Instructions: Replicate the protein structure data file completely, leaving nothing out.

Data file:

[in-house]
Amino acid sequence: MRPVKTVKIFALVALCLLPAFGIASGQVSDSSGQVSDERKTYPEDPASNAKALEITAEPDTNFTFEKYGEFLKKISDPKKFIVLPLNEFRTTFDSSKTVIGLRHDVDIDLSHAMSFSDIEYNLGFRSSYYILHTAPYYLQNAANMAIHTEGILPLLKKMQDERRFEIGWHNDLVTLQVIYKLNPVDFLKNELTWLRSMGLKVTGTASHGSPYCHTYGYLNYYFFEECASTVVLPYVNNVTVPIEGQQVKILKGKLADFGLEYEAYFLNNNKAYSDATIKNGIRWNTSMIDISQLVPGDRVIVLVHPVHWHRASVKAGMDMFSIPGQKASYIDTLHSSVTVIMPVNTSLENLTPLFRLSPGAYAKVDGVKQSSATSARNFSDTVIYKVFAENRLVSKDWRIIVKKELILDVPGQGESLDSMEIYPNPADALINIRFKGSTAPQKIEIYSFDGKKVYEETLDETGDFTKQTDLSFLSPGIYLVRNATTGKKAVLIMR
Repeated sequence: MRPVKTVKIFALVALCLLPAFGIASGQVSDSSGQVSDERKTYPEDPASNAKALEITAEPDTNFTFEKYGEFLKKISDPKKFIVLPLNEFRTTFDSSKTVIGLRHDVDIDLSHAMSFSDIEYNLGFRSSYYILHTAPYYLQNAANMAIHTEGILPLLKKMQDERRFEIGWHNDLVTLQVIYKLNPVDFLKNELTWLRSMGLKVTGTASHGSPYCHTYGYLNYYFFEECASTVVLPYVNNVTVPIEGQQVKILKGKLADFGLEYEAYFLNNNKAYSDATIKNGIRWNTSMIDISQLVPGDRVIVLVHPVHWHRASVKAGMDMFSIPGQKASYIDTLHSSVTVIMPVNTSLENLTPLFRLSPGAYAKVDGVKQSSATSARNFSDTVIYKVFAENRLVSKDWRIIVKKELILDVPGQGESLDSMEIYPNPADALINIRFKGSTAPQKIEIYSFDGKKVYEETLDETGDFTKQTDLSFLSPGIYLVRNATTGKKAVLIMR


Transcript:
[in-house]
Amino acid sequence: MRPVKTVKIFALVALCLLPAFGIASGQVSDSSGQVSDERKTYPEDPASNAKALEITAEPDTNFTFEKYGEFLKKISDPKKFIVLPLNEFRTTFDSSKTVIGLRHDVDIDLSHAMSFSDIEYNLGFRSSYYILHTAPYYLQNAANMAIHTEGILPLLKKMQDERRFEIGWHNDLVTLQVIYKLNPVDFLKNELTWLRSMGLKVTGTASHGSPYCHTYGYLNYYFFEECASTVVLPYVNNVTVPIEGQQVKILKGKLADFGLEYEAYFLNNNKAYSDATIKNGIRWNTSMIDISQLVPGDRVIVLVHPVHWHRASVKAGMDMFSIPGQKASYIDTLHSSVTVIMPVNTSLENLTPLFRLSPGAYAKVDGVKQSSATSARNFSDTVIYKVFAENRLVSKDWRIIVKKELILDVPGQGESLDSMEIYPNPADALINIRFKGSTAPQKIEIYSFDGKKVYEETLDETGDFTKQTDLSFLSPGIYLVRNATTGKKAVLIMR
Repeated sequence: MRPVKTVKIFALVALCLLPAFGIASGQVSDSSGQVSDERKTYPEDPASNAKALEITAEPDTNFTFEKYGEFLKKISDPKKFIVLPLNEFRTTFDSSKTVIGLRHDVDIDLSHAMSFSDIEYNLGFRSSYYILHTAPYYLQNAANMAIHTEGILPLLKKMQDERRFEIGWHNDLVTLQVIYKLNPVDFLKNELTWLRSMGLKVTGTASHGSPYCHTYGYLNYYFFEECASTVVLPYVNNVTVPIEGQQVKILKGKLADFGLEYEAYFLNNNKAYSDATIKNGIRWNTSMIDISQLVPGDRVIVLVHPVHWHRASVKAGMDMFSIPGQKASYIDTLHSSVTVIMPVNTSLENLTPLFRLSPGAYAKVDGVKQSSATSARNFSDTVIYKVFAENRLVSKDWRIIVKKELILDVPGQGESLDSMEIYPNPADALINIRFKGSTAPQKIEIYSFDGKKVYEETLDETGDFTKQTDLSFLSPGIYLVRNATTGKKAVLIMR